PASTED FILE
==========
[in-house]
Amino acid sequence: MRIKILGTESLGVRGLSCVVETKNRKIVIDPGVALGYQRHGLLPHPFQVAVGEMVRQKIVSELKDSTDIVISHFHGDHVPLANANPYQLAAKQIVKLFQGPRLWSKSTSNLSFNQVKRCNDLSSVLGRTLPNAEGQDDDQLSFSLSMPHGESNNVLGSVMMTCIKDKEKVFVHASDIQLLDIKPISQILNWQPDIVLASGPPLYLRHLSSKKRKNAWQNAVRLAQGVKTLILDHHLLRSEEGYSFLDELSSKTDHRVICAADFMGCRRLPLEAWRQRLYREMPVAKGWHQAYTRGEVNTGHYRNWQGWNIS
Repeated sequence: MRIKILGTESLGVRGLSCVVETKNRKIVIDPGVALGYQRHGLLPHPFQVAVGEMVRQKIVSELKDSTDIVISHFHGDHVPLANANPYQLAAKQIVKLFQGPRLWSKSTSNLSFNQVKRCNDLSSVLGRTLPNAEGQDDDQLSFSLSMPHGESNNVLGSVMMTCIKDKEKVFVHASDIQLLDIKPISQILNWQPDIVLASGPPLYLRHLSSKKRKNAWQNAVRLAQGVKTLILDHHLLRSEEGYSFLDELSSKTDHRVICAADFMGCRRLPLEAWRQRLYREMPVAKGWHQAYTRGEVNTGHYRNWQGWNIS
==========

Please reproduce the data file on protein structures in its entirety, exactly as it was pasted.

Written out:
[in-house]
Amino acid sequence: MRIKILGTESLGVRGLSCVVETKNRKIVIDPGVALGYQRHGLLPHPFQVAVGEMVRQKIVSELKDSTDIVISHFHGDHVPLANANPYQLAAKQIVKLFQGPRLWSKSTSNLSFNQVKRCNDLSSVLGRTLPNAEGQDDDQLSFSLSMPHGESNNVLGSVMMTCIKDKEKVFVHASDIQLLDIKPISQILNWQPDIVLASGPPLYLRHLSSKKRKNAWQNAVRLAQGVKTLILDHHLLRSEEGYSFLDELSSKTDHRVICAADFMGCRRLPLEAWRQRLYREMPVAKGWHQAYTRGEVNTGHYRNWQGWNIS
Repeated sequence: MRIKILGTESLGVRGLSCVVETKNRKIVIDPGVALGYQRHGLLPHPFQVAVGEMVRQKIVSELKDSTDIVISHFHGDHVPLANANPYQLAAKQIVKLFQGPRLWSKSTSNLSFNQVKRCNDLSSVLGRTLPNAEGQDDDQLSFSLSMPHGESNNVLGSVMMTCIKDKEKVFVHASDIQLLDIKPISQILNWQPDIVLASGPPLYLRHLSSKKRKNAWQNAVRLAQGVKTLILDHHLLRSEEGYSFLDELSSKTDHRVICAADFMGCRRLPLEAWRQRLYREMPVAKGWHQAYTRGEVNTGHYRNWQGWNIS